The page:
Wednesday, January 11, 2006

 

U.S. Navy Submarine Museum To Do The Docent Thing

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The Day
By Jason Christley
January 09, 2006

Volunteers to help with visitors' queries

Groton — One of the most noticeable things about walking through the U.S. Navy Submarine Force Museum is a layout designed to invite a self-navigated tour of submarine history.
Which is fine — until visitors have a question.

And then the realization sets in that, outside of the employees in the museum store, there really isn't anybody around to supply any answers. It's a concern that retired Capt. Mike Reigal, the museum's executive director, hopes to remedy with the implementation of a volunteer docent program.

“It puts a real human face on the museum,” Reigal said. “There are times one can walk into the museum and not see anybody, except for other visitors. It kind of depersonalizes the whole thing.”

Reigal hopes to have the first in a three-step process implemented by early February. This would cover having volunteers at the door to serve as greeters and all-purpose question-and-answer stations.

The second and third steps would include having volunteers available to give lectures on particular exhibits and, eventually, lead regularly scheduled tours. The timetable for those steps would be based on volunteer interest and the number of museum patrons.

“The whole idea is to enhance the museum exhibit,” Reigal added.

According to Reigal, an estimated 150,000 people pass through the museum each year, which has served as the home for the Historic Ship Nautilus since 1985. Most of that traffic flows through from June to September, with the heaviest coming in July and August.

Sometimes, said Reigal, it's simply a matter of having somebody there to point out where the restrooms are or where someone can get a drink. Other times it may be to help a visitor understand an exhibit more clearly.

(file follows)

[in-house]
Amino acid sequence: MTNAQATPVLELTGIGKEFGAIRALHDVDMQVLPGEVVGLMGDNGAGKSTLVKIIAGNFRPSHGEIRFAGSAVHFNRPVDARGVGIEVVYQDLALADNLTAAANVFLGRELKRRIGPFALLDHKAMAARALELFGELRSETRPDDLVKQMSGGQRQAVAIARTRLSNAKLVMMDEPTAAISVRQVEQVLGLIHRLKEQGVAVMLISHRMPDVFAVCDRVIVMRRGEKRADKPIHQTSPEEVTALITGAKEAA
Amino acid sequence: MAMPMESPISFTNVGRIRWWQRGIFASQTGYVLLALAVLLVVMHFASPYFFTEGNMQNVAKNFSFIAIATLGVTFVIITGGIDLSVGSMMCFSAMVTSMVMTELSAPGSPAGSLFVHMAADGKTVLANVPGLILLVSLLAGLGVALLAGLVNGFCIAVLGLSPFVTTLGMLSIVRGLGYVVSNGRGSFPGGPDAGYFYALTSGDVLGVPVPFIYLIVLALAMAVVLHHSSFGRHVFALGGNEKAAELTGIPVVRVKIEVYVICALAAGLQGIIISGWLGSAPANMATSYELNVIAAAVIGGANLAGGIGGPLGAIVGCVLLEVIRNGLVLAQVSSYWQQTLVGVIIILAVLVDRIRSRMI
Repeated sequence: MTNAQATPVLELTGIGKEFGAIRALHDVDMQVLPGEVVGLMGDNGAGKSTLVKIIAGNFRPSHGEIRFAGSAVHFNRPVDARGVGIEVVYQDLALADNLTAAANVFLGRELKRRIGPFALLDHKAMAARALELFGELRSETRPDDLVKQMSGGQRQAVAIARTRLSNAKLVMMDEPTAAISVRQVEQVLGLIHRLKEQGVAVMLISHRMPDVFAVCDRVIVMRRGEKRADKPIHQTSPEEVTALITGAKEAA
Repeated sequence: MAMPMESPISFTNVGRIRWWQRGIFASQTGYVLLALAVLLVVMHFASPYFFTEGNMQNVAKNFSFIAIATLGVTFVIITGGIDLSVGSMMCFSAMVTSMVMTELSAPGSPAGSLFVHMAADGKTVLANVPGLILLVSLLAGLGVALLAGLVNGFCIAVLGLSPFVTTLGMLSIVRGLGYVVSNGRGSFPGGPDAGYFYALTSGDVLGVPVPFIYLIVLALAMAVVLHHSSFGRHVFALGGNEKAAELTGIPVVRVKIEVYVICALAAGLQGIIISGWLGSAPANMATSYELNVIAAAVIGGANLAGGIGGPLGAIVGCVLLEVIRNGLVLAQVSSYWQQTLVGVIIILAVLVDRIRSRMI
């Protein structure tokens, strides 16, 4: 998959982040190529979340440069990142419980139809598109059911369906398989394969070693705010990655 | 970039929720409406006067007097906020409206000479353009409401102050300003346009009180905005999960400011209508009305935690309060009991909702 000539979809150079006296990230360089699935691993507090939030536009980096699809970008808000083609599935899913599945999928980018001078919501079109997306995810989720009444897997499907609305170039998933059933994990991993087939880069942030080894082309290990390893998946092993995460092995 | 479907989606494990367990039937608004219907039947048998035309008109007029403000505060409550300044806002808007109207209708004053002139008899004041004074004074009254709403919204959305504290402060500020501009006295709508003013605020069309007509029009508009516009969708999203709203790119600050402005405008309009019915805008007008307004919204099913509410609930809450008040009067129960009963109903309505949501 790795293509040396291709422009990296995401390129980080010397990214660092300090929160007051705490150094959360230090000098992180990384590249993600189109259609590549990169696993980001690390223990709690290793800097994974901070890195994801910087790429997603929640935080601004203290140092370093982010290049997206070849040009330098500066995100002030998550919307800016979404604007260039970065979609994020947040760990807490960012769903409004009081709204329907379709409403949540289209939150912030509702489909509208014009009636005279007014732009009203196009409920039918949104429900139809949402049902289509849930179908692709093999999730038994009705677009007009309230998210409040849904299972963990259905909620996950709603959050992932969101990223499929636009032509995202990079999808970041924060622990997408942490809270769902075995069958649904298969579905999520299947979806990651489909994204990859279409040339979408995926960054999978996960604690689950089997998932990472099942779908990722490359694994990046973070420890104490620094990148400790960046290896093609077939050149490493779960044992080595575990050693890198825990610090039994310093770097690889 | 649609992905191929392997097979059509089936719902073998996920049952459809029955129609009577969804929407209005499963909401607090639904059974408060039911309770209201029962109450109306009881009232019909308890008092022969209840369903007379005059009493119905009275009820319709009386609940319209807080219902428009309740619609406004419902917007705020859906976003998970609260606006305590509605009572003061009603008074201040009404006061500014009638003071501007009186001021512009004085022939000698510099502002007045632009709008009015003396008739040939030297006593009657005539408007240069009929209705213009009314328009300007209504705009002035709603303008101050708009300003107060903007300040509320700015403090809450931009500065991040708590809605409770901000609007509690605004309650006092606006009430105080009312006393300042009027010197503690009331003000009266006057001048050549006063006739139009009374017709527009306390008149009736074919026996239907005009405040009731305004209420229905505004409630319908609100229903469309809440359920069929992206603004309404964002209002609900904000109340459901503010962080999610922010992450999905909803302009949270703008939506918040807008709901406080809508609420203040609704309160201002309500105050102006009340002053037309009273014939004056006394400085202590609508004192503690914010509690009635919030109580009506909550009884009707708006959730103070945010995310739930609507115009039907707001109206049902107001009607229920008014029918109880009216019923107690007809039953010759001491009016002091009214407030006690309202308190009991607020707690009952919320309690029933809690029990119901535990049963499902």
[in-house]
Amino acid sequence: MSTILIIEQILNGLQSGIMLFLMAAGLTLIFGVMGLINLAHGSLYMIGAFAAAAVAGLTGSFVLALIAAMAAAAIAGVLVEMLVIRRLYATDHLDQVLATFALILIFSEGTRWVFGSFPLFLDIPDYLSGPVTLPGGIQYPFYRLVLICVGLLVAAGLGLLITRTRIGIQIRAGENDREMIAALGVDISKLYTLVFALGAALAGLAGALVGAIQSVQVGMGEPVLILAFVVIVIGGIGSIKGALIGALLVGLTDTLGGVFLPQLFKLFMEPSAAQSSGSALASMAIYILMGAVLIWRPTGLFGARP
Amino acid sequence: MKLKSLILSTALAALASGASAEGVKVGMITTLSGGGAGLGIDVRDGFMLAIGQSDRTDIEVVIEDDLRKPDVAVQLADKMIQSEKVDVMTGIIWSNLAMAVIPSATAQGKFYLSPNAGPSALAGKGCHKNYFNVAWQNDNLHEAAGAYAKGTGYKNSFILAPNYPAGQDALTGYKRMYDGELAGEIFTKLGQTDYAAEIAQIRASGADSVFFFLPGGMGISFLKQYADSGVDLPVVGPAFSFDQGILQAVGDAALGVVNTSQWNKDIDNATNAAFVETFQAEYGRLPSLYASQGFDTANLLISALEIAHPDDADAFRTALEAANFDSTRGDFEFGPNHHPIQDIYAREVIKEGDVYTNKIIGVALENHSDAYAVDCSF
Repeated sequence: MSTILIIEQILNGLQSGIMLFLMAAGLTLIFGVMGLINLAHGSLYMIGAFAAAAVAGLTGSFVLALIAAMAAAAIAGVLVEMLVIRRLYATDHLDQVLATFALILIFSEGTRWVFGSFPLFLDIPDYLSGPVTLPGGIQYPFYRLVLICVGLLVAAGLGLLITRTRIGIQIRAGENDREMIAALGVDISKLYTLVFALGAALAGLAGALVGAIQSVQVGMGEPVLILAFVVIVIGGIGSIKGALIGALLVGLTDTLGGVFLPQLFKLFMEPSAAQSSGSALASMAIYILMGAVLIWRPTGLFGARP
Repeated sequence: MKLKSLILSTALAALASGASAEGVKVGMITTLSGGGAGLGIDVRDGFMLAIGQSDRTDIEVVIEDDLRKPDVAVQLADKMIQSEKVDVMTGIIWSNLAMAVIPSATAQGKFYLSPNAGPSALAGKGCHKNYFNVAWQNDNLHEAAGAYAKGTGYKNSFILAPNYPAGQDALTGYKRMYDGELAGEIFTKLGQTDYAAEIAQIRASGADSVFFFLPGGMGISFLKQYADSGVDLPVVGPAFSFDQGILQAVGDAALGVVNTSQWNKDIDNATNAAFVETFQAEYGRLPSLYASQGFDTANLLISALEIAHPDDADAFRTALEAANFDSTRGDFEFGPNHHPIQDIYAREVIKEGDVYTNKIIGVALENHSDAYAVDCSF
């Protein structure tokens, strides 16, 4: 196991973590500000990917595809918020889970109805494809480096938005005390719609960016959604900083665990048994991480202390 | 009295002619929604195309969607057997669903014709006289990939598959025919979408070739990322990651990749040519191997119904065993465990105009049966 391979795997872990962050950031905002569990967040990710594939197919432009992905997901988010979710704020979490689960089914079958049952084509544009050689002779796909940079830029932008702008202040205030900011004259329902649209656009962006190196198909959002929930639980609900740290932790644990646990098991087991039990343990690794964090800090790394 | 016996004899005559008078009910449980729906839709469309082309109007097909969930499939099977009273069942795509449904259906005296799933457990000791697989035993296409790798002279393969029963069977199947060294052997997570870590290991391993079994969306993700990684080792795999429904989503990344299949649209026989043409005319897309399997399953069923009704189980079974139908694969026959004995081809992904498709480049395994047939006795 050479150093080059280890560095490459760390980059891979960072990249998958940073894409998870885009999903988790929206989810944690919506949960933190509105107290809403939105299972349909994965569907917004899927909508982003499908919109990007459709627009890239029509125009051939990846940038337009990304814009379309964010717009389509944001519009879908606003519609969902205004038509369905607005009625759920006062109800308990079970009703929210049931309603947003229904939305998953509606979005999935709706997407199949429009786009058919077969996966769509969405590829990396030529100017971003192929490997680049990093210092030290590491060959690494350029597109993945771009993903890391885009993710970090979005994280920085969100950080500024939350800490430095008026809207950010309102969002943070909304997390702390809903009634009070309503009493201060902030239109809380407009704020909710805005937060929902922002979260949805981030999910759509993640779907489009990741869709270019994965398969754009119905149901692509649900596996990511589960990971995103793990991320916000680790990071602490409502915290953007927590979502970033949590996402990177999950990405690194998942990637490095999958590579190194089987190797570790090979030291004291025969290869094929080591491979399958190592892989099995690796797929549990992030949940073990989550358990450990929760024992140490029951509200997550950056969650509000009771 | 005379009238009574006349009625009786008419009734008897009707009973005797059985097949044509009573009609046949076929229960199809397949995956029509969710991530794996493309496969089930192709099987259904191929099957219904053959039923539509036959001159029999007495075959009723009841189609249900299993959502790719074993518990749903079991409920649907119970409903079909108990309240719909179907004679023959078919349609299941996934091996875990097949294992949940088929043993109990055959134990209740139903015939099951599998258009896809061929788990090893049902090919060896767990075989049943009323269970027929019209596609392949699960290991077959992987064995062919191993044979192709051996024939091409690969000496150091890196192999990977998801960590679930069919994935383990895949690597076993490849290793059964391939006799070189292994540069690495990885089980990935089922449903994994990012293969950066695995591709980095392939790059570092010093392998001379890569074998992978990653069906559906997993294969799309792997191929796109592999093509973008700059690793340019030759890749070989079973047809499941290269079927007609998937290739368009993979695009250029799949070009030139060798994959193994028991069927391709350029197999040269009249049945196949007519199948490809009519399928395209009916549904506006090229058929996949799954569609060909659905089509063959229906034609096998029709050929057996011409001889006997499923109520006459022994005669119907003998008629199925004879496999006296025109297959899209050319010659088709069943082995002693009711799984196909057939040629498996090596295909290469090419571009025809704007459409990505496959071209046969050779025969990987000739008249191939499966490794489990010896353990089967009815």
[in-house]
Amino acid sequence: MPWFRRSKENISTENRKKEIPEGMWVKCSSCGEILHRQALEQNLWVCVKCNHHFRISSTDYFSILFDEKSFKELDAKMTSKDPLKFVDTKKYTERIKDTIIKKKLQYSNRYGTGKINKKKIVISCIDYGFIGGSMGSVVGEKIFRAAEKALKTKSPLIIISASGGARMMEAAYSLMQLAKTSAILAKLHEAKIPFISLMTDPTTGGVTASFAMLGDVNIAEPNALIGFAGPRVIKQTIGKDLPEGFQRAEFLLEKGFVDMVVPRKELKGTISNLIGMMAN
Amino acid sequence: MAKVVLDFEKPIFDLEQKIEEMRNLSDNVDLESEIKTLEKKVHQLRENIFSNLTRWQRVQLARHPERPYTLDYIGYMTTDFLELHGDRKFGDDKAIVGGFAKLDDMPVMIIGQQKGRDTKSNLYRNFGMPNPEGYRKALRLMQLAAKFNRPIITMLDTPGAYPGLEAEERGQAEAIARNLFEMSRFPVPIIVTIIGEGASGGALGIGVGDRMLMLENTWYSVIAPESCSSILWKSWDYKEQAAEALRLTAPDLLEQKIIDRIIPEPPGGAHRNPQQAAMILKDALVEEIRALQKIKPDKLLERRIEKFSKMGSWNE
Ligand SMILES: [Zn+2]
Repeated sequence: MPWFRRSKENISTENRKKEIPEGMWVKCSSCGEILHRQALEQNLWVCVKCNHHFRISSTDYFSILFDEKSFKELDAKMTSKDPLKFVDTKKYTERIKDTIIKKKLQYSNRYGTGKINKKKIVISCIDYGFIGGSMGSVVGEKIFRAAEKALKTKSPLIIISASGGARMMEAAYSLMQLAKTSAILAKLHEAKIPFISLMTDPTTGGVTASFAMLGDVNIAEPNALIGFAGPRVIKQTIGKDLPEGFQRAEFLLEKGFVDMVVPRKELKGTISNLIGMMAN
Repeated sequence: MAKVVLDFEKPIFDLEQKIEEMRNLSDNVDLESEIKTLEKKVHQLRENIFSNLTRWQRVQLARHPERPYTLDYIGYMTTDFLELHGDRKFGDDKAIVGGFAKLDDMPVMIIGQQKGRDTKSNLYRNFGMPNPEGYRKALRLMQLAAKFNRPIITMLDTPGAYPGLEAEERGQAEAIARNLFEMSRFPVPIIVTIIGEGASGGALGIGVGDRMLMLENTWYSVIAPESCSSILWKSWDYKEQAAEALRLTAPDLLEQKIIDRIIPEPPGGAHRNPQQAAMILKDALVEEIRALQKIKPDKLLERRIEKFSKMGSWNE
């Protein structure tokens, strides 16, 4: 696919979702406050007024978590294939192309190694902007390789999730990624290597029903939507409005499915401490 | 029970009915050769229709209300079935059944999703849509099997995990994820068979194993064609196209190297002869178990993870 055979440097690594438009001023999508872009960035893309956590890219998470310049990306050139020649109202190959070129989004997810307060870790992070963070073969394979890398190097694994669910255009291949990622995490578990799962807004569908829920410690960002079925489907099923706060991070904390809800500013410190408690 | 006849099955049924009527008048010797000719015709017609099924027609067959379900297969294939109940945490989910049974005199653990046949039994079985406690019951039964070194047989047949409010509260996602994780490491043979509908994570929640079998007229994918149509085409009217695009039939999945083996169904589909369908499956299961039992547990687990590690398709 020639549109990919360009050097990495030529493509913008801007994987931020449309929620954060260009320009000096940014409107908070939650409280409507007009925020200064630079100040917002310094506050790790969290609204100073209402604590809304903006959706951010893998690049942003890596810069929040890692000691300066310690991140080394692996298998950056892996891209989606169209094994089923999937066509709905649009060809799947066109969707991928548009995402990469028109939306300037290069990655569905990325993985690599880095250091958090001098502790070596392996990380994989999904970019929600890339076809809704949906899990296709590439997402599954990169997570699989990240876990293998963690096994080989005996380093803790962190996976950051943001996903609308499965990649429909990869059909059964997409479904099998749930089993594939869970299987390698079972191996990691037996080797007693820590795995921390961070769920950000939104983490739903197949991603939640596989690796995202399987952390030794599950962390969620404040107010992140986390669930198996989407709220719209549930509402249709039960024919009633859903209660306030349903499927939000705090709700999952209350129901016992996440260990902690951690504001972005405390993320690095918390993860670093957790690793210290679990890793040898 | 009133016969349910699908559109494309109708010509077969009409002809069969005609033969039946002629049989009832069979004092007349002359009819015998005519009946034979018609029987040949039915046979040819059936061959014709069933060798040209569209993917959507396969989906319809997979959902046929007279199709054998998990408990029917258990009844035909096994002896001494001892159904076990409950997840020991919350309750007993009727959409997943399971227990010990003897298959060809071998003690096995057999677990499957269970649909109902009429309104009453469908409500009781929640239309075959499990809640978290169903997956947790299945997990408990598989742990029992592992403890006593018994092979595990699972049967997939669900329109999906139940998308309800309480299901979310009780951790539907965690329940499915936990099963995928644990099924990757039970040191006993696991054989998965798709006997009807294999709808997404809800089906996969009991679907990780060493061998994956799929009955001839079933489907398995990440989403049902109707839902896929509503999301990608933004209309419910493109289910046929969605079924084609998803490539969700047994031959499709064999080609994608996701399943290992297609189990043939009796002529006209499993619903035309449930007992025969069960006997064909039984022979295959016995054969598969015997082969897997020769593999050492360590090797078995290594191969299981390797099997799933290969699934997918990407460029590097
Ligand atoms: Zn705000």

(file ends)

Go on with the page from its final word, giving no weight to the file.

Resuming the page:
“Implicit in that is the need to have people there to answer questions and point people in the right direction,” Reigal said. “Because people do ask questions.”

Reigal has now begun to coordinate volunteers to serve as docents.

He met with members of the Groton base of the U.S. Submarine Veterans in December.

“We've got a lot of submarine guys with experience — that have been there — that can talk intelligently about the submarine life and community,” said John C. Carcioppolo, a retired master chief petty officer and commander of the Groton Subvets. “It's a chance for them to continue the submarine heritage that they once served in.”

Carcioppolo said close to 20 members have already volunteered.

“Once it gets started, we'll catch some additional people,” Carcioppolo said. “And we've got a lot of guys that are retired and have a lot of time on their hands.”

Subvets helps supply docents to other naval museums around the country, including the USS Pampanito Submarine Museum & Memorial at Fisherman's Wharf in San Francisco and the USS Cod Submarine Memorial in Cleveland.

Those museums are privately run, while the Nautilus is the only submarine museum operated by the U.S. Navy.

Reigal, who has conferred with other museums in the region about their docent programs, hopes to have the volunteers begin training in the last two weeks of January so they would be able to begin serving as early in February as possible.

“It is a natural thing and it's time,” Reigal said, “so were going to do it.”


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